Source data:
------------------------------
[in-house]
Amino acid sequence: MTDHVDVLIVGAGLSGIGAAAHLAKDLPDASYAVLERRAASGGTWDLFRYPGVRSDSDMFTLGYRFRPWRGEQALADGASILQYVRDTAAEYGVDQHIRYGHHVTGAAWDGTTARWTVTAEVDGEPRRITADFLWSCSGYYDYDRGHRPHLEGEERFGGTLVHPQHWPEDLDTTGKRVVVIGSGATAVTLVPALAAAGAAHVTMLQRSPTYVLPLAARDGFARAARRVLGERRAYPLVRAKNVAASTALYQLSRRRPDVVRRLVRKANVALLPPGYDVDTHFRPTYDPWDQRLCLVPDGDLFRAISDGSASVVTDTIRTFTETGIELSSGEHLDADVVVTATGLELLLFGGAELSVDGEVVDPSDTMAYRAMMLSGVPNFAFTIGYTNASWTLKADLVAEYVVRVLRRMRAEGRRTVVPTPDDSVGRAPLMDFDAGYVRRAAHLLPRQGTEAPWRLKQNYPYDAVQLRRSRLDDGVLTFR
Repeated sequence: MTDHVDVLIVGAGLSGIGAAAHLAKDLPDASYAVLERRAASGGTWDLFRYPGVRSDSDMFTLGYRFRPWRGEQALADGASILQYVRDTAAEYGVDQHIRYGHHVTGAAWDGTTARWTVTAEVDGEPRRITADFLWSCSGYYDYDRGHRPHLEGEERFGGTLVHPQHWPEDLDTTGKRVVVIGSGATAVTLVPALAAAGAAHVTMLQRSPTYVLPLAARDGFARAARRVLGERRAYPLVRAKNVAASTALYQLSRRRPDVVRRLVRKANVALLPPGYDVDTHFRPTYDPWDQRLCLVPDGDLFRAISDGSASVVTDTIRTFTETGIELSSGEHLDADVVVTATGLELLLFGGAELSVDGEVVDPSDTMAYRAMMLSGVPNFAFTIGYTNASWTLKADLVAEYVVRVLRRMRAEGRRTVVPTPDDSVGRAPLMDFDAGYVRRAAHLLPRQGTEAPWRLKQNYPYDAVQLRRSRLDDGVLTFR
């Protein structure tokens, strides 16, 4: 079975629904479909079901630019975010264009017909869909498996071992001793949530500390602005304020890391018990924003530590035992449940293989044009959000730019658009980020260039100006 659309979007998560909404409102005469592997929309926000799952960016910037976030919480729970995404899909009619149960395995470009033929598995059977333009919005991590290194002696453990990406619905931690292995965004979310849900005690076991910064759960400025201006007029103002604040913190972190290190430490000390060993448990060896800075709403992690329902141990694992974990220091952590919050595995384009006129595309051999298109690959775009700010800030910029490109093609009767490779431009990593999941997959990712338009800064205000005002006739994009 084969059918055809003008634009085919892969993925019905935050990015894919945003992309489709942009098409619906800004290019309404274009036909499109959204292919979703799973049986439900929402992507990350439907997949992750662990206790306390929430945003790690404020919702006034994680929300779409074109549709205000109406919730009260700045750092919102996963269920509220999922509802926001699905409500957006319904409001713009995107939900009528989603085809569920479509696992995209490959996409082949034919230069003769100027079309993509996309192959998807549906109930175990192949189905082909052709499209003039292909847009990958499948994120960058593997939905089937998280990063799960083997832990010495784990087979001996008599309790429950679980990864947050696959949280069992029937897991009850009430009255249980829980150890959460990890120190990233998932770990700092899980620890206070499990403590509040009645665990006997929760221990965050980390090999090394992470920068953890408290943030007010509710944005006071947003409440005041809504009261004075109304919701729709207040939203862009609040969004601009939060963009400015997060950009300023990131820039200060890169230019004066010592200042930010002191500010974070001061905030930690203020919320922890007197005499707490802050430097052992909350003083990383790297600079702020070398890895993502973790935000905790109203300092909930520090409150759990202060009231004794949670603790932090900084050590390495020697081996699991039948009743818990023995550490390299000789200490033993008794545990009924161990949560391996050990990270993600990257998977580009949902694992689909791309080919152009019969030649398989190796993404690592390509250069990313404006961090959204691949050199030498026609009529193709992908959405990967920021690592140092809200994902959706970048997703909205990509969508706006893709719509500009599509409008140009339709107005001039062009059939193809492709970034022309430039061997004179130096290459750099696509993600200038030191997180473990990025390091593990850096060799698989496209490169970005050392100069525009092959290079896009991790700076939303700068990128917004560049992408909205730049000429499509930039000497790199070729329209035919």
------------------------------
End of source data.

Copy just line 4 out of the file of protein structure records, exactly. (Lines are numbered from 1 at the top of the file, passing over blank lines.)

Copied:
């Protein structure tokens, strides 16, 4: 079975629904479909079901630019975010264009017909869909498996071992001793949530500390602005304020890391018990924003530590035992449940293989044009959000730019658009980020260039100006 659309979007998560909404409102005469592997929309926000799952960016910037976030919480729970995404899909009619149960395995470009033929598995059977333009919005991590290194002696453990990406619905931690292995965004979310849900005690076991910064759960400025201006007029103002604040913190972190290190430490000390060993448990060896800075709403992690329902141990694992974990220091952590919050595995384009006129595309051999298109690959775009700010800030910029490109093609009767490779431009990593999941997959990712338009800064205000005002006739994009 084969059918055809003008634009085919892969993925019905935050990015894919945003992309489709942009098409619906800004290019309404274009036909499109959204292919979703799973049986439900929402992507990350439907997949992750662990206790306390929430945003790690404020919702006034994680929300779409074109549709205000109406919730009260700045750092919102996963269920509220999922509802926001699905409500957006319904409001713009995107939900009528989603085809569920479509696992995209490959996409082949034919230069003769100027079309993509996309192959998807549906109930175990192949189905082909052709499209003039292909847009990958499948994120960058593997939905089937998280990063799960083997832990010495784990087979001996008599309790429950679980990864947050696959949280069992029937897991009850009430009255249980829980150890959460990890120190990233998932770990700092899980620890206070499990403590509040009645665990006997929760221990965050980390090999090394992470920068953890408290943030007010509710944005006071947003409440005041809504009261004075109304919701729709207040939203862009609040969004601009939060963009400015997060950009300023990131820039200060890169230019004066010592200042930010002191500010974070001061905030930690203020919320922890007197005499707490802050430097052992909350003083990383790297600079702020070398890895993502973790935000905790109203300092909930520090409150759990202060009231004794949670603790932090900084050590390495020697081996699991039948009743818990023995550490390299000789200490033993008794545990009924161990949560391996050990990270993600990257998977580009949902694992689909791309080919152009019969030649398989190796993404690592390509250069990313404006961090959204691949050199030498026609009529193709992908959405990967920021690592140092809200994902959706970048997703909205990509969508706006893709719509500009599509409008140009339709107005001039062009059939193809492709970034022309430039061997004179130096290459750099696509993600200038030191997180473990990025390091593990850096060799698989496209490169970005050392100069525009092959290079896009991790700076939303700068990128917004560049992408909205730049000429499509930039000497790199070729329209035919």